And she was simply lost without her, or so it seemed to Jane at the time. She was just going through the motions, behaving as if nothing mattered when all the time there was this great big hole inside her, and the strange thing was that nobody noticed. They all thought she was fine. They all thought nothing had changed. But it had. Never more, she thought, would she be that confident young girl that she had so successfully been alongside her sister. And though she still performed, still smiled and went to parties and dressed to kill, she was empty inside. It was all an act; she was acting every day and crying every night. Crying for herself and for the sister she had lost, because despite Harriet coming back for the holidays she was most certain she had lost her.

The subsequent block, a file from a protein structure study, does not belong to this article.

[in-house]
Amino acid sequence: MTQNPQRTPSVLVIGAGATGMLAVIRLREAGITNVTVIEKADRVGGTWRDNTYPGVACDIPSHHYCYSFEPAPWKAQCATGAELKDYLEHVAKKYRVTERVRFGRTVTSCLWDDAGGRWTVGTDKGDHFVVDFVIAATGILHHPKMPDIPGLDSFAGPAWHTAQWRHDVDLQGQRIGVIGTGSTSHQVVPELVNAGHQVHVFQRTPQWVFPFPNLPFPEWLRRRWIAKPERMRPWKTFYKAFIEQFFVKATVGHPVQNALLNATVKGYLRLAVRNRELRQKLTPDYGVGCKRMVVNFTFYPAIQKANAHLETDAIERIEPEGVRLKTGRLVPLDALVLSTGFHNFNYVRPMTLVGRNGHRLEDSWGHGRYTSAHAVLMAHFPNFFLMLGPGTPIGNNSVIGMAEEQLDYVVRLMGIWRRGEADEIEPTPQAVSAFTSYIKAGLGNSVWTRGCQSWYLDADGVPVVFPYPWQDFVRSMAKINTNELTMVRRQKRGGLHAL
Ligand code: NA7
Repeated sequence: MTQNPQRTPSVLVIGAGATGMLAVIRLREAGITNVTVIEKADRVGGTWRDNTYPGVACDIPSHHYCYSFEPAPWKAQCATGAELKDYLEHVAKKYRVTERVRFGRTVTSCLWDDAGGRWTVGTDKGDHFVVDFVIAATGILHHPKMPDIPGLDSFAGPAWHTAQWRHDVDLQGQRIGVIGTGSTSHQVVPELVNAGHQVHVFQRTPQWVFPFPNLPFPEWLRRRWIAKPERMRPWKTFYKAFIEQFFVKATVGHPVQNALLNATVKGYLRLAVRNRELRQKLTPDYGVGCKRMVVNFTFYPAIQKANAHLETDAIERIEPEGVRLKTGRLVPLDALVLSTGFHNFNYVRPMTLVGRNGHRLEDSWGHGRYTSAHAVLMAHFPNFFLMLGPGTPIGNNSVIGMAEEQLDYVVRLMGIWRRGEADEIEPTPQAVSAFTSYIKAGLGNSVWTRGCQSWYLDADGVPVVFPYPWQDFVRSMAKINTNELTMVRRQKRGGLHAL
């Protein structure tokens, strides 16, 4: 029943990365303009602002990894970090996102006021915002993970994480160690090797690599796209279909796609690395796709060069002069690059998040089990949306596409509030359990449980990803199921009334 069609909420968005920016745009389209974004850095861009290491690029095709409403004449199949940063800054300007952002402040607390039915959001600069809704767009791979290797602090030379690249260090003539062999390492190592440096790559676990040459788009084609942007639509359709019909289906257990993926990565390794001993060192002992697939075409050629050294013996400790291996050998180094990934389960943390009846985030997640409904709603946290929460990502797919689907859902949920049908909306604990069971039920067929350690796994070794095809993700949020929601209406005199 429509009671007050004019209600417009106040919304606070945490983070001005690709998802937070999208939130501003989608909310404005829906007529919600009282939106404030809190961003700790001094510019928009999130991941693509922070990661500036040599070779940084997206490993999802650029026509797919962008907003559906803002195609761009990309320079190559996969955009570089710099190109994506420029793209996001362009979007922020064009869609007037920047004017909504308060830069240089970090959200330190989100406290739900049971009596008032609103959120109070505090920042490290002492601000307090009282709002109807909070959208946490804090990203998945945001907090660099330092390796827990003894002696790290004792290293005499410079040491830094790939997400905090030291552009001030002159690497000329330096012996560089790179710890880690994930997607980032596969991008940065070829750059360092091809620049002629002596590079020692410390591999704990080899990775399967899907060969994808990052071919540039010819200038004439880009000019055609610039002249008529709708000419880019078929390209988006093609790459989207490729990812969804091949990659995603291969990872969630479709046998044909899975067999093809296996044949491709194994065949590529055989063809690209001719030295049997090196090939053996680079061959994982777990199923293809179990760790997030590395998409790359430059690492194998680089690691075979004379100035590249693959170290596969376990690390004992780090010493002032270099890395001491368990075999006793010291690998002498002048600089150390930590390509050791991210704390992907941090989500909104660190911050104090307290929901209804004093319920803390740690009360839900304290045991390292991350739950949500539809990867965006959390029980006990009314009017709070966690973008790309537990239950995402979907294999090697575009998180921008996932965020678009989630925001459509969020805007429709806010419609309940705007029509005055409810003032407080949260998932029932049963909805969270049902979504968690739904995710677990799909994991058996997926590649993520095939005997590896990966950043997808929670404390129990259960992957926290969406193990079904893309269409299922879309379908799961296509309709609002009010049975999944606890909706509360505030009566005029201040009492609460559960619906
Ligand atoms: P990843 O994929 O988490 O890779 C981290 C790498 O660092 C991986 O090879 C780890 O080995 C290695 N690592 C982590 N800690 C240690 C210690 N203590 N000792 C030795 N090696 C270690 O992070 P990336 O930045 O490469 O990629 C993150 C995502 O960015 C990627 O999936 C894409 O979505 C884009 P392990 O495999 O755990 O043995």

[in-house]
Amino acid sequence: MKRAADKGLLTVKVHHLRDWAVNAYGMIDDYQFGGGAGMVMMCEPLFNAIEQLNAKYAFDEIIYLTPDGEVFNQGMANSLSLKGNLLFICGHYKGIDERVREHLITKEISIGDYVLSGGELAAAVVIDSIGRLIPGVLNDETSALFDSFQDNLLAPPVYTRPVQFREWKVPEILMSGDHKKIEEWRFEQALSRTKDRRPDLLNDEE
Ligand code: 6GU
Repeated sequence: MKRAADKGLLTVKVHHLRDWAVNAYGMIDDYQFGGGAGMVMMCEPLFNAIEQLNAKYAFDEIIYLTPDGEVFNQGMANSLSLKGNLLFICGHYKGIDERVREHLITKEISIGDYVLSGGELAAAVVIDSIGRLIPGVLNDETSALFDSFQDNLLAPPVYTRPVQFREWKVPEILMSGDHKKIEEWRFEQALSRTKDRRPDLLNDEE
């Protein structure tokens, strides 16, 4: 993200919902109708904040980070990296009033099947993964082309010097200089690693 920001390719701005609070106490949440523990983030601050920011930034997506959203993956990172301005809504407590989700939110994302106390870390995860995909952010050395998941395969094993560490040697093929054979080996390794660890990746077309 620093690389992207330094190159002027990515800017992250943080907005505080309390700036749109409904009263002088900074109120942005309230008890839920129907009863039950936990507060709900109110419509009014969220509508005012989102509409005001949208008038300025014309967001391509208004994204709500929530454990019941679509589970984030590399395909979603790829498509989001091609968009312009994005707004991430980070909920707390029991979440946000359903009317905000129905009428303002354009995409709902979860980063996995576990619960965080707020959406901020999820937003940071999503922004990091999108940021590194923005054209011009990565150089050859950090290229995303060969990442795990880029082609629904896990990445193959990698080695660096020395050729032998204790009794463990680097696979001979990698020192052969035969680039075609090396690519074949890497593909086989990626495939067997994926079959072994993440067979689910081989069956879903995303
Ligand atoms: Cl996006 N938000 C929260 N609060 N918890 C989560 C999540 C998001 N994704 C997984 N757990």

And in truth, she had. She came back for holidays and for quite a few weekends but Jane had lost her already. She had new friends, and talked of new bands she had seen, and of her classes, and of the lectures, which Jane had no way of sharing – and she knew she had lost her. In so many ways Stowmarket had been too small for her, even Suffolk was too limited a stage for Harriet; she needed the world. And she was visibly bored with them now, with their old friends, with the Mikado, their very own coffee shop with its’ formica-topped tables and shiny juke box; and worst of all, she was even bored with Jane. She didn’t have to tell her of course, it was simply obvious. And though she still smiled, it wasn’t her old smile. This was a smile that, like in the song, ‘she kept in a jar by the door’. It was too sparkling, too affected, too instant, and Jane saw through it straightaway.